Icon - Arrow LeftAn icon we use to indicate a rightwards action. Icon - Arrow RightAn icon we use to indicate a leftwards action. Icon - External LinkAn icon we use to indicate a button link is external. Icon - MessageThe icon we use to represent an email action. Icon - Down ChevronUsed to indicate a dropdown. Icon - CloseUsed to indicate a close action. Icon - Dropdown ArrowUsed to indicate a dropdown. Icon - Location PinUsed to showcase a location on a map. Icon - Zoom OutUsed to indicate a zoom out action on a map. Icon - Zoom InUsed to indicate a zoom in action on a map. Icon - SearchUsed to indicate a search action. Icon - EmailUsed to indicate an emai action. Icon - FacebookFacebooks brand mark for use in social sharing icons. flipboard Icon - InstagramInstagrams brand mark for use in social sharing icons. Icon - PinterestPinterests brand mark for use in social sharing icons. Icon - TwitterTwitters brand mark for use in social sharing icons. Icon - Check MarkA check mark for checkbox buttons.
You are reading

California Colors: Fall at McEvoy Ranch in Petaluma

Search

California Colors: Fall at McEvoy Ranch in Petaluma

October 7, 2016

If you live in San Francisco, you may never notice the seasons change. Truthfully, I forgot about fall until I had a chance to visit McEvoy Ranch in Petaluma. While roaming the ranch I found piles of oranges leaves for crunching underfoot and pomegranate trees galore. Let’s take a look around.

mcevoy-ranch-in-petaluma-olive-mill-winery-gardenista

Above: In the early ’90s, Nan McEvoy set out to buy a place in the country for her grandchildren, just far enough from the bustle of San Francisco. She settled on a spot in Petaluma (35 miles from the city). An heir to the San Francisco Chronicle (her great-great-grandfather Michael H. DeYoung founded the newspaper in the 1860s), McEvoy had just retired from the publication after many years on the board of directors. After taking over the 550-acre estate, McEvoy ran into one little problem: the property, formerly a defunct dairy farm, was strictly zoned for agriculture–meaning McEvoy had to grow something. She could have gotten away with planting a few apple trees. But she had a different vision.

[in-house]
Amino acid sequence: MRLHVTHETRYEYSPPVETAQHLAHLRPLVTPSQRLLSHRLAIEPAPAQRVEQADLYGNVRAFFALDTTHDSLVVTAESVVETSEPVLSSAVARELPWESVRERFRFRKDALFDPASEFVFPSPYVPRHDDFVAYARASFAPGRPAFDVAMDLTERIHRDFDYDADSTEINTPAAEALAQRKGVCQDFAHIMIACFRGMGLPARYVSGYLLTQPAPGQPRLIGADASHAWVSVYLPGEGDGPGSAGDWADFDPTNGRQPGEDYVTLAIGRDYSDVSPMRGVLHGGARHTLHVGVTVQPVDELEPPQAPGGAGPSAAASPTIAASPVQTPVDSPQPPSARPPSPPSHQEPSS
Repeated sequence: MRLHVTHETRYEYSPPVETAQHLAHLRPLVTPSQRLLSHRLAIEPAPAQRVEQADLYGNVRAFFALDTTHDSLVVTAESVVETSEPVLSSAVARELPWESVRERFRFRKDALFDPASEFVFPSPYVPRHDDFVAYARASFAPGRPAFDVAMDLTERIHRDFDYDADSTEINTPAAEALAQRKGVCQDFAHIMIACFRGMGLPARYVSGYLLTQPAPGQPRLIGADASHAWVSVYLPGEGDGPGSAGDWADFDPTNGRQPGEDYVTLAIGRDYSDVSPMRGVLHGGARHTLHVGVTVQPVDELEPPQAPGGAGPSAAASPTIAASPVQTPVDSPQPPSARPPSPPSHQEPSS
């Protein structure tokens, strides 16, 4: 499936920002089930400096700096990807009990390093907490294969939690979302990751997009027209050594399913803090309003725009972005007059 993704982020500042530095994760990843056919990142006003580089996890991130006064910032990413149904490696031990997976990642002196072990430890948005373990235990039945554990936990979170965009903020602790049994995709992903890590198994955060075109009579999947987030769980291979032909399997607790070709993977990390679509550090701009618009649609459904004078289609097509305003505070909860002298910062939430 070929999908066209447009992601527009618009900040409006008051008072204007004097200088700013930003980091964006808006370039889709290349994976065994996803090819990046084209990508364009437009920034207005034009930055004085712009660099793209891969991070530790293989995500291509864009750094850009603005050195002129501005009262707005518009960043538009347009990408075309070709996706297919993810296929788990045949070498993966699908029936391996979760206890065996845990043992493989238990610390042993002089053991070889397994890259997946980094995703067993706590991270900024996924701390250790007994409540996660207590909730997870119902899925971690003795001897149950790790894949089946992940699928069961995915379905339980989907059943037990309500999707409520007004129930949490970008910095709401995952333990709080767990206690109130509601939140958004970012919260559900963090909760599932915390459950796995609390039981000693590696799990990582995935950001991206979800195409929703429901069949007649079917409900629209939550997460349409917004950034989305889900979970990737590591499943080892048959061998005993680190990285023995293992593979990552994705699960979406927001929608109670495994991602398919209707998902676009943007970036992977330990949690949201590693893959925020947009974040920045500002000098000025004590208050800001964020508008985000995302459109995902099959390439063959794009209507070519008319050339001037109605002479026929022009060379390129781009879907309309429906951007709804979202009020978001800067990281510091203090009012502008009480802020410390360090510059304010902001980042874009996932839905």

mcevoy-ranch-fog-in-petaluma-gardenista

McEvoy was a longtime lover of Tuscan olive oil. As the story goes, she’d return from trips to Italy with suitcases full of her favorite olive oil. With hundreds of acres to farm, McEvoy was determined to bring olive trees from Tuscany to her ranch in Petaluma. Many people doubted her: olive trees don’t grow in Northern California, right? They do now. McEvoy Ranch makes award-winning estate grown and produced organic extra virgin olive oil from Tuscan olives. Some might argue that McEvoy paved the way for other California olive growers. Last year, Nan McEvoy died at age 95. Her son Nion McEvoy, CEO of Chronicle Books, has taken the reins.

mcevoy-ranch-petaluma-grapes-gardenista

Above: Alicante Bouchet grapes ready for harvest. Aside from growing and milling olives on site, the ranch’s newest venture is wine.

petaluma-mcevoy-ranch-autumn-gardenista

Above: A blanket of fog covers rows of grape vines.

mcevoy-ranch-pumpkin-fall-autumn-gardenista

Above: During fall, it’s not uncommon to spot giant pumpkins on the ranch.

mcevoy-ranch-persimmons-fall-autumn-gardenista

Above: Hachiya persimmons ripening on the branch.

autumn-colors-at-mcevoy-ranch-gardenista

Above: Visitors to the ranch will encounter many sculptures like this bear made by Tom Otterness, overlooking a man-made irrigation pond.
Above: Wreaths made by hand from materials sourced around the estate are available to purchase at McEvoy Ranch’s Ferry Building shop in San Francisco in November.

For more wine country tours, see Vineyard Haven: A Napa Valley Garden That Belongs to the Land.

Have a Question or Comment About This Post?

Join the conversation

v5.0